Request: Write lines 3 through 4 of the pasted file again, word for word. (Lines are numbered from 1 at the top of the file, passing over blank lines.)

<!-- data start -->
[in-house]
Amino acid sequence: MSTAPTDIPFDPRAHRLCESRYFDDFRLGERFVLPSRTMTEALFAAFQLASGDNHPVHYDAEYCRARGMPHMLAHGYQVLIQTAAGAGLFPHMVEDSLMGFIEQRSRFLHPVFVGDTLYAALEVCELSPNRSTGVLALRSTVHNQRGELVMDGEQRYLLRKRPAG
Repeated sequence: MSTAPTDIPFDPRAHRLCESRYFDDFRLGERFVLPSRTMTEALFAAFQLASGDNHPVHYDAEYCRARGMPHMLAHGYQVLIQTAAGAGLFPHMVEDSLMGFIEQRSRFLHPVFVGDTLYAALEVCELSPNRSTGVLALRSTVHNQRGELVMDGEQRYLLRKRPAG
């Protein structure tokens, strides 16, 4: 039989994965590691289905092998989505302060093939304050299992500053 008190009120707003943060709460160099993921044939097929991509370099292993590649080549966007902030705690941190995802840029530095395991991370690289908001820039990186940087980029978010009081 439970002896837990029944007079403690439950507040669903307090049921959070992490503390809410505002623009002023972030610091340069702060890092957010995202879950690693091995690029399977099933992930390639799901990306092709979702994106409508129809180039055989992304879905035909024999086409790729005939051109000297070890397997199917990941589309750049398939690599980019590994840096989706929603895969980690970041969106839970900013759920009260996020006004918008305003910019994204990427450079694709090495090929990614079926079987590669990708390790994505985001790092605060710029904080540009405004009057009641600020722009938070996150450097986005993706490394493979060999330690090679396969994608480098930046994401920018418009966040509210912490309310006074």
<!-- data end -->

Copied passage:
Repeated sequence: MSTAPTDIPFDPRAHRLCESRYFDDFRLGERFVLPSRTMTEALFAAFQLASGDNHPVHYDAEYCRARGMPHMLAHGYQVLIQTAAGAGLFPHMVEDSLMGFIEQRSRFLHPVFVGDTLYAALEVCELSPNRSTGVLALRSTVHNQRGELVMDGEQRYLLRKRPAG
């Protein structure tokens, strides 16, 4: 039989994965590691289905092998989505302060093939304050299992500053 008190009120707003943060709460160099993921044939097929991509370099292993590649080549966007902030705690941190995802840029530095395991991370690289908001820039990186940087980029978010009081 439970002896837990029944007079403690439950507040669903307090049921959070992490503390809410505002623009002023972030610091340069702060890092957010995202879950690693091995690029399977099933992930390639799901990306092709979702994106409508129809180039055989992304879905035909024999086409790729005939051109000297070890397997199917990941589309750049398939690599980019590994840096989706929603895969980690970041969106839970900013759920009260996020006004918008305003910019994204990427450079694709090495090929990614079926079987590669990708390790994505985001790092605060710029904080540009405004009057009641600020722009938070996150450097986005993706490394493979060999330690090679396969994608480098930046994401920018418009966040509210912490309310006074």